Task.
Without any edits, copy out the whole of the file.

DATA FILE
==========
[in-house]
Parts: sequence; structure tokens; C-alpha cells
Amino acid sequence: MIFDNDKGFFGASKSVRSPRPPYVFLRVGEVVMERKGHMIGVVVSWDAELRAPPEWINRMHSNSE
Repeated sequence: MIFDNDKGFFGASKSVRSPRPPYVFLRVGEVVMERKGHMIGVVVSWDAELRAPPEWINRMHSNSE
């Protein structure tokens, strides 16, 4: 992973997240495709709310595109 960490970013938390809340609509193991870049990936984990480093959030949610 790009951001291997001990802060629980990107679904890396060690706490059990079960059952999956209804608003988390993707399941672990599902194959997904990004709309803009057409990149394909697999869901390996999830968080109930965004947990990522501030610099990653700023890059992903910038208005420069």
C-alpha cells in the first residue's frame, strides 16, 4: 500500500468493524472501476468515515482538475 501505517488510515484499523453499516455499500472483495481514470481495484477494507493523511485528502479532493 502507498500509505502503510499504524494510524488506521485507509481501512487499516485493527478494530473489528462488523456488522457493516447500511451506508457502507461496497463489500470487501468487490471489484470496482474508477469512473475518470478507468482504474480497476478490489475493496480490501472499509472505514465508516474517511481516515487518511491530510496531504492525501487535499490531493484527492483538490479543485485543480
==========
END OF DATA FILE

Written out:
[in-house]
Parts: sequence; structure tokens; C-alpha cells
Amino acid sequence: MIFDNDKGFFGASKSVRSPRPPYVFLRVGEVVMERKGHMIGVVVSWDAELRAPPEWINRMHSNSE
Repeated sequence: MIFDNDKGFFGASKSVRSPRPPYVFLRVGEVVMERKGHMIGVVVSWDAELRAPPEWINRMHSNSE
């Protein structure tokens, strides 16, 4: 992973997240495709709310595109 960490970013938390809340609509193991870049990936984990480093959030949610 790009951001291997001990802060629980990107679904890396060690706490059990079960059952999956209804608003988390993707399941672990599902194959997904990004709309803009057409990149394909697999869901390996999830968080109930965004947990990522501030610099990653700023890059992903910038208005420069």
C-alpha cells in the first residue's frame, strides 16, 4: 500500500468493524472501476468515515482538475 501505517488510515484499523453499516455499500472483495481514470481495484477494507493523511485528502479532493 502507498500509505502503510499504524494510524488506521485507509481501512487499516485493527478494530473489528462488523456488522457493516447500511451506508457502507461496497463489500470487501468487490471489484470496482474508477469512473475518470478507468482504474480497476478490489475493496480490501472499509472505514465508516474517511481516515487518511491530510496531504492525501487535499490531493484527492483538490479543485485543480